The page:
Its name was Praline, which I think is a very good name for a tiny pug.

Monday, March 2, 2009

Just Another Night At The Bar

Sam and the ladies.



Me and the ladies.

Paris Weekend

Last weekend, I went up to Paris to visit Dominque and Jean-Pierre, and the Nattans. On the first night, Dominique and Jean-Pierre took me out to eat, along with one of their family friends. We went to the Vaudeville, one of the true Parisian brasseries. Here I am with Dominique and Jean-Pierre.



Oh my god, the meal was sooo good. It started out with foie gras, and then came beef with shallots and the most delicious potatoes, and it ended with a sort of chocolate-coffee cake with a liquid chocolate center and a scoop of vanilla ice cream. So good. We finished the evening with a walk around Paris and it was lovely.

The next day, Dominique and Jean-Pierre took me to the palace of Versailles, the seat of Louis XIV in the late 1600s. It was amazing. It's hard to describe how immense the palace and the grounds are. Dominique and Jean-Pierre commented that you can kind of see why the French Revolution took place when you visit Versailles. It's so lavish, and gigantic, and expensive. The rest of the country had nothing.

I've taken some picture, but it's really hard to capture what these rooms are like from a photo. Also, it's hard to get a picture when you're sandwiched between the other tourists.

Here is the chapel. We couldn't go in, but it was so beautiful.



Ceiling scene.



Another ceiling scene.



The Hall of Mirrors



Me in the Hall of Mirrors



Gallery



Versailles



The grounds. I hear they're even more beautiful in summer, when the flowers are out and all of the fountains are on.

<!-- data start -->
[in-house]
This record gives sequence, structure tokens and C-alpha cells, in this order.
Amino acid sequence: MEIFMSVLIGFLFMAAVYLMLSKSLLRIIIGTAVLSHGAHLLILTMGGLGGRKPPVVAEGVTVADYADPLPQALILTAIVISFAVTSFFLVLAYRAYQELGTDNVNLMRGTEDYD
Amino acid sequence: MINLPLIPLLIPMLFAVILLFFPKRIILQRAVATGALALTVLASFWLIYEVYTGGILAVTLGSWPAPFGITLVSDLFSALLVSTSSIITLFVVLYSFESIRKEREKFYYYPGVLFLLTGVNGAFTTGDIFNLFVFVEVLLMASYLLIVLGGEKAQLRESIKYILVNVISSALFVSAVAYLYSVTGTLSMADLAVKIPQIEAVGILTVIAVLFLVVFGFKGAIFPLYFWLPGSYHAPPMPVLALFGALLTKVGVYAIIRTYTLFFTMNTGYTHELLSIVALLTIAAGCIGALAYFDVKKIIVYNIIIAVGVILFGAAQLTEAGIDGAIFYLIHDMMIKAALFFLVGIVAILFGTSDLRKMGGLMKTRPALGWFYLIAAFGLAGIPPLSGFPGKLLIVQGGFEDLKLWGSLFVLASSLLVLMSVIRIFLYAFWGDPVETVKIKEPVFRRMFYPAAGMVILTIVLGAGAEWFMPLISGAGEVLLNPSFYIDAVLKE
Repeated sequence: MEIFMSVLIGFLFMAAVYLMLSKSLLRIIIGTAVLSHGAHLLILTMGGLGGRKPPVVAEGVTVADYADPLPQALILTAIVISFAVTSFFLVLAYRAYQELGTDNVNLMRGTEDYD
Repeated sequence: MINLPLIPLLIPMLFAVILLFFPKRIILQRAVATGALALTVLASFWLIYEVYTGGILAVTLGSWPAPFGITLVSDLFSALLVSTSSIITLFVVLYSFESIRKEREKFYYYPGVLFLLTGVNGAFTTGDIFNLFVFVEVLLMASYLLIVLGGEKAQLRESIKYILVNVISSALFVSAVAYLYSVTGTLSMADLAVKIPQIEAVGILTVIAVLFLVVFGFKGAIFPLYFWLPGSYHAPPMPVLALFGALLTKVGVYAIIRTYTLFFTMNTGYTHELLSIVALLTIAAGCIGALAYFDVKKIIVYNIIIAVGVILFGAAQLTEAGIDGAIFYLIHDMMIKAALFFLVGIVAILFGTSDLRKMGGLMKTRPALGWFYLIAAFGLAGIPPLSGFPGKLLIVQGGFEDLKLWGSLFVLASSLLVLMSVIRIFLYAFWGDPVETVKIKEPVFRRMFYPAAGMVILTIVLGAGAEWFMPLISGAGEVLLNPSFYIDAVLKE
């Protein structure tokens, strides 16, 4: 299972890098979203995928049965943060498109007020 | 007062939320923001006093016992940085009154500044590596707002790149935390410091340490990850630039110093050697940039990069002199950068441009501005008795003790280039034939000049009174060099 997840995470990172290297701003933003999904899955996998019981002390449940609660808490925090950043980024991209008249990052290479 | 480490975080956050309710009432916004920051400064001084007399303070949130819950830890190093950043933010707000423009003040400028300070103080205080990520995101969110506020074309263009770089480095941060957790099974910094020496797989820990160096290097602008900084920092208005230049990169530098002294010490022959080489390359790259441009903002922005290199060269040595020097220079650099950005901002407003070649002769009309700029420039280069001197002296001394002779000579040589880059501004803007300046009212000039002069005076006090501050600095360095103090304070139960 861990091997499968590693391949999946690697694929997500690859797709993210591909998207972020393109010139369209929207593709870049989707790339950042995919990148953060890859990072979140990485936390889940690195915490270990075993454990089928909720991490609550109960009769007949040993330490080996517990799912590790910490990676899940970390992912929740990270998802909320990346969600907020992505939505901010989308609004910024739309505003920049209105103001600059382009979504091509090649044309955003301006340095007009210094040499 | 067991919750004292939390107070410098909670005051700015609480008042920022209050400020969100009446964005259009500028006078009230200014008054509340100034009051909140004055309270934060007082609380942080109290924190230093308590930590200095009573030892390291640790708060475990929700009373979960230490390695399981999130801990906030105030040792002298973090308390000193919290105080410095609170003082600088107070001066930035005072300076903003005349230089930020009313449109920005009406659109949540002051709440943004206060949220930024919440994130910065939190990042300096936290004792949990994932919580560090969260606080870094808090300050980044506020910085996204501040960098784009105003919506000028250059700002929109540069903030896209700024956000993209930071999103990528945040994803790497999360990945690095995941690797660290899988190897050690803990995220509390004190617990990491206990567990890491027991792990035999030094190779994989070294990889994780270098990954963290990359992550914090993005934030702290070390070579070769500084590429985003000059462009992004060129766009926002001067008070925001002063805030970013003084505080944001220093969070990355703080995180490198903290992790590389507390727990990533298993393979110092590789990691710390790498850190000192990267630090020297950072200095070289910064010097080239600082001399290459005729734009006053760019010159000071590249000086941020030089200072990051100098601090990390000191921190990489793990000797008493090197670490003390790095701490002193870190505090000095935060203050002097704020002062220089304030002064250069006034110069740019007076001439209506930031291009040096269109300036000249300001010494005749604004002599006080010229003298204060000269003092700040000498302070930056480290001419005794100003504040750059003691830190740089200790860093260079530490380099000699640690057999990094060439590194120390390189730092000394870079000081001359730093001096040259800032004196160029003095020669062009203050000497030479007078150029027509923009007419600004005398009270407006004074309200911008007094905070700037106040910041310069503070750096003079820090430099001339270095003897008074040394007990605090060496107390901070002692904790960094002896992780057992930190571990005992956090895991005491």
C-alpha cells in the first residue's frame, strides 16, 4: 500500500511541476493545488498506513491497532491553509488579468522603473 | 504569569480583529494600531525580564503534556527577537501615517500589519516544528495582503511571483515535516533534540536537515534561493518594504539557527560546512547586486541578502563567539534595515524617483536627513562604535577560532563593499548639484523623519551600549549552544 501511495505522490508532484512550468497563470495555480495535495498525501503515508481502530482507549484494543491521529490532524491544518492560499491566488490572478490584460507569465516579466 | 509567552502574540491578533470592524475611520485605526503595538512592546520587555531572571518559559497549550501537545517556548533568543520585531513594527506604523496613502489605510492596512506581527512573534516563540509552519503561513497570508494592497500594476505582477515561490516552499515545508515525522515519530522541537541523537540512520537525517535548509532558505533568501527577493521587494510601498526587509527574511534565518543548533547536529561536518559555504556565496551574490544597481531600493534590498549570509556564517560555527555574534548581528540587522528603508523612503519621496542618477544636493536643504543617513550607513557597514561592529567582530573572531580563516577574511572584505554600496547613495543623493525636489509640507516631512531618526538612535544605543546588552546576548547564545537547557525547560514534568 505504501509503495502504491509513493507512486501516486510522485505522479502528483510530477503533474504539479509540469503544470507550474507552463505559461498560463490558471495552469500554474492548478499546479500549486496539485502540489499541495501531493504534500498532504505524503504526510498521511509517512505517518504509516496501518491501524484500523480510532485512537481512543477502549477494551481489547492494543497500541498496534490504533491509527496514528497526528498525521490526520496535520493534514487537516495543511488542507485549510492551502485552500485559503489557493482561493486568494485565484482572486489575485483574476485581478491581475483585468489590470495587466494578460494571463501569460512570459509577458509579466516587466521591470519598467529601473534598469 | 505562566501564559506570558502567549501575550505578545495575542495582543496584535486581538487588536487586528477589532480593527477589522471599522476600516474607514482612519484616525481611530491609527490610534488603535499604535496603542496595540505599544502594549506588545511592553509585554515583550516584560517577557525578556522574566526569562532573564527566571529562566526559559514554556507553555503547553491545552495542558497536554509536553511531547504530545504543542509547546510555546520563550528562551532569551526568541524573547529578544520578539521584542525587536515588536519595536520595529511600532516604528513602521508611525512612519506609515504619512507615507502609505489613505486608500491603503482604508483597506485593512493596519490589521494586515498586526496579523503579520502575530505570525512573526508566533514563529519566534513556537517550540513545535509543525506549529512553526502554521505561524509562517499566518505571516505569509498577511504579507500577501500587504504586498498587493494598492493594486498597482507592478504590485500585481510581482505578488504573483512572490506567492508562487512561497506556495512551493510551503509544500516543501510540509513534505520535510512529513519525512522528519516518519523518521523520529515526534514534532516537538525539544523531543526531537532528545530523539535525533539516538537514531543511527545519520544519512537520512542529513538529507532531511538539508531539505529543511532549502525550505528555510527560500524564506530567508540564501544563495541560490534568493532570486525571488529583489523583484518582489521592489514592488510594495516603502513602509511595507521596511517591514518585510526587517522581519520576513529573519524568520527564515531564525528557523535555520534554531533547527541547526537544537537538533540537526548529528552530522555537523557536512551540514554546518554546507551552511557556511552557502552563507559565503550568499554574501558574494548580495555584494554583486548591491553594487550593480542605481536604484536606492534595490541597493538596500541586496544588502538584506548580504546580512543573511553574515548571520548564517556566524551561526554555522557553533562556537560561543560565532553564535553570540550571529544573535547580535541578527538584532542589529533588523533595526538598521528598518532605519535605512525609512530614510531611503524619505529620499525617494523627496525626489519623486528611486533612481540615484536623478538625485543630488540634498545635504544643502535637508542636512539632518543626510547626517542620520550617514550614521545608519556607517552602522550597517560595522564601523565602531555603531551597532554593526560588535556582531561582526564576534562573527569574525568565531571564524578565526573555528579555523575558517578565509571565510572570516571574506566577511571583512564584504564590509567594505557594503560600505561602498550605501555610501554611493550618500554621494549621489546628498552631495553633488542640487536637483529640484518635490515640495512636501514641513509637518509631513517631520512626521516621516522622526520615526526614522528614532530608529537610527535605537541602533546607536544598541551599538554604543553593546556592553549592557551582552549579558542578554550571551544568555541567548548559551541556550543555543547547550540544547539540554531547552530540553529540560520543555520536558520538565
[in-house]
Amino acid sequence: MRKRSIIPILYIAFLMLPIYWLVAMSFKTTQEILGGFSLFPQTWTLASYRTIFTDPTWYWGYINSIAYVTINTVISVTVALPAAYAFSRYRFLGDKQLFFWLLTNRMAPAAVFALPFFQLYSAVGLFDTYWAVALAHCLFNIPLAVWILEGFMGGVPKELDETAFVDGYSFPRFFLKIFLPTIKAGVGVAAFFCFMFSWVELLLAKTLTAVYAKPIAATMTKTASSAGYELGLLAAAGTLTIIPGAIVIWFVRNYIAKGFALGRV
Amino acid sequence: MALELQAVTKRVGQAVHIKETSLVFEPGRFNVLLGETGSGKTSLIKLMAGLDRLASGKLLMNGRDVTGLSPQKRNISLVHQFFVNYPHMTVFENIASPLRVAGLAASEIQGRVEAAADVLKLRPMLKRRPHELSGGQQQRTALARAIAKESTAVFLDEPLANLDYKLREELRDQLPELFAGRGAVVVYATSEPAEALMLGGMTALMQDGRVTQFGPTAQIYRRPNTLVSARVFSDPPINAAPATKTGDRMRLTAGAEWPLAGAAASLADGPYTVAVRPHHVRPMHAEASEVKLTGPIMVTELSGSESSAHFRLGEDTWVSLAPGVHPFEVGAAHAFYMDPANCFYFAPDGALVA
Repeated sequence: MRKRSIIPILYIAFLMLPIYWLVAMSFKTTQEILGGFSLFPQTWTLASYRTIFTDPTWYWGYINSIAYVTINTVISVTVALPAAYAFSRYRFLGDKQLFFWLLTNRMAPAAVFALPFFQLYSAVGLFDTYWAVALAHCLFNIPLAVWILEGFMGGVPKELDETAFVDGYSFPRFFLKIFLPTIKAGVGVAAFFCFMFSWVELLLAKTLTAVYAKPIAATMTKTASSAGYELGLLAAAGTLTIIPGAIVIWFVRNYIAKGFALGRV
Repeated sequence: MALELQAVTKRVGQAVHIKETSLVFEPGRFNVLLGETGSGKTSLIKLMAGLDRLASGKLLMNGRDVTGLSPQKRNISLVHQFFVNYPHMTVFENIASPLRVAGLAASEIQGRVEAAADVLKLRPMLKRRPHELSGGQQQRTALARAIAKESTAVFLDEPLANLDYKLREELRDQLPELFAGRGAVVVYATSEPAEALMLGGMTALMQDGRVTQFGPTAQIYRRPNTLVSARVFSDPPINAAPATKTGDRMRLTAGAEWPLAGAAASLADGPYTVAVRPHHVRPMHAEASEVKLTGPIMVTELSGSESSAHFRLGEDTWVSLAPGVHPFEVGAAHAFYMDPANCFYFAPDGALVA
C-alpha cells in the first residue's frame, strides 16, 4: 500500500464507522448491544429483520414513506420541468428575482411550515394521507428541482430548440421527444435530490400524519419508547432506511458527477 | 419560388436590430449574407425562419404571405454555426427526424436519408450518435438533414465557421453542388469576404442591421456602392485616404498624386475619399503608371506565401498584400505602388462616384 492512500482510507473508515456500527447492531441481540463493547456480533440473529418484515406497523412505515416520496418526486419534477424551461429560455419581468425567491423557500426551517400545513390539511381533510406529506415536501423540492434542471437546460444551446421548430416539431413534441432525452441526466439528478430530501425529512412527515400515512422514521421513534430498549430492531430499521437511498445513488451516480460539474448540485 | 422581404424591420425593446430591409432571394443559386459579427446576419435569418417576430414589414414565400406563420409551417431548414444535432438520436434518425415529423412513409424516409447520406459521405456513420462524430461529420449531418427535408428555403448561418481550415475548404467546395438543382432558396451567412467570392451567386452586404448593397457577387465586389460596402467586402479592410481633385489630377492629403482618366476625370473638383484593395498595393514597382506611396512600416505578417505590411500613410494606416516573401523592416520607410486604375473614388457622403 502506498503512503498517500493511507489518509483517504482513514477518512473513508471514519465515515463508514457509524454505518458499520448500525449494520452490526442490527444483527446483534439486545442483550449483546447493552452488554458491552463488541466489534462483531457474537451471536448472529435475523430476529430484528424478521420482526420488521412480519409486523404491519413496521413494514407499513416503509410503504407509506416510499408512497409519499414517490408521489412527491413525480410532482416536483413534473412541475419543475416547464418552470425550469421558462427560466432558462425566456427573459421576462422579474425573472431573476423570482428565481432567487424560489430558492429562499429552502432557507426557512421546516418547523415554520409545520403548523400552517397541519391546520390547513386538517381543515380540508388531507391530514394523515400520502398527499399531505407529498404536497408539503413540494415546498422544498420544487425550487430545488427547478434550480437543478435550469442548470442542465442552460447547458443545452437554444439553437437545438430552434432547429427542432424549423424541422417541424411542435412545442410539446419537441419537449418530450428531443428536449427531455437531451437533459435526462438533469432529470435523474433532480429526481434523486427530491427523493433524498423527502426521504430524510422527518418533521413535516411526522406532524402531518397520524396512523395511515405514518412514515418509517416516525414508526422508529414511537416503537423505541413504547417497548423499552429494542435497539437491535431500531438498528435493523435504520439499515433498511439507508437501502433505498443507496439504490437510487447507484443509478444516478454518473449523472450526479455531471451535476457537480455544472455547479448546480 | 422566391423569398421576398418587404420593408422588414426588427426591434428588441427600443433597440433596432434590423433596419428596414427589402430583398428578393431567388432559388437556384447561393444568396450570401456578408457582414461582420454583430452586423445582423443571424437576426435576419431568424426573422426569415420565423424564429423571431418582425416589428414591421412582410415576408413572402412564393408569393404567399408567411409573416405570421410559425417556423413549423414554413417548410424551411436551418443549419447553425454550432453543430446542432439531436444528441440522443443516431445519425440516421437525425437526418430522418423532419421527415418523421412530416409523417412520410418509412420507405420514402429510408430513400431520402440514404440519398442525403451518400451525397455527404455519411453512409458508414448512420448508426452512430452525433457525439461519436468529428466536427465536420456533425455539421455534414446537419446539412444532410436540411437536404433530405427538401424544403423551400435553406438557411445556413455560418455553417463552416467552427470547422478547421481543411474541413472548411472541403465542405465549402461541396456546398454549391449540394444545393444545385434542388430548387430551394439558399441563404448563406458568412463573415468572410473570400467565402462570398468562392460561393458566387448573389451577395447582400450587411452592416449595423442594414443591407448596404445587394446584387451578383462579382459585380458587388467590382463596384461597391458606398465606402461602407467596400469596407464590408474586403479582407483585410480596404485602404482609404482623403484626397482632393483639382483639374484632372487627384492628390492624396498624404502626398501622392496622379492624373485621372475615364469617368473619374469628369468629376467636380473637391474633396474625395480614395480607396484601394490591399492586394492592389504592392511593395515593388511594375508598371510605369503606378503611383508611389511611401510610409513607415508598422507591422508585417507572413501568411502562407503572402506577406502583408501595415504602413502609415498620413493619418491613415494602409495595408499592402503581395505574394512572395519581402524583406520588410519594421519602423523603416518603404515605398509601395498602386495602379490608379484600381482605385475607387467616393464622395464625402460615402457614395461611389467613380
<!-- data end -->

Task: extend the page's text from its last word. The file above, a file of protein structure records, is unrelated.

Really pretty.



After the palace, and viewing the grounds, we also saw Marie Antoinette's residence, her little peasant village (which I think might have been my favorite part), and the smaller palace Napoleon once occupied. I didn't take pictures of these because, as i said, it's really hard to capture what it's like. So you'll just have to go to France and see it for yourself. We spent seven awesome hours visiting. And we only saw the first floor of the main palace. Only the first floor of the palace is open to the public. Other floors and rooms require an appointment with a reservation made months in advance. Amazing.

After my great visit with Dominique and Jean-Pierre, I went to visit Georges and Andrée. Georges was my grandmother's guardian in France after World War II. Now he is 101 years old. He and Andrée were doing great. I had such a nice time spending the afternoon talking with them, looking at old pictures, and talking about my grandparents. In the evening, their granddaughter Sarah came over, and the two of us went out to dinner and then walked around Paris for the rest of the night. Delightful.

Andrée and me.



Georges and me.



Sarah on the metro.



Sarah under the Eiffel Tower.



Me under the Eiffel Tower.



It's lovely at night.

Nuit de Sheriffs

The Night of Sheriffs is an annual party for the engineering school ESIP. It's held each year as a farewell party for the graduating seniors. The students rented out a nightclub for the event, and I went with my friend Patrick.



Patrick being accosted.



Salwa!



This is my mean sheriff face.

I am trying to get this image out of my mind.



Antoine!



Simon!



Loubna and me.



Naked people.



Throughout the night, certain sheriff awards were given, like "the weightlifting sheriff" for the guy who lifts alot, or "the dancing sheriff" for the person who's really good at dancing. Then, they gave awards for a sort of king and queen sheriff. They brought in STRIPPERS for the king and queen. I couldn't believe it! Never in the States would strippers be hired to give the kind and queen of the party a striptease and lap dance!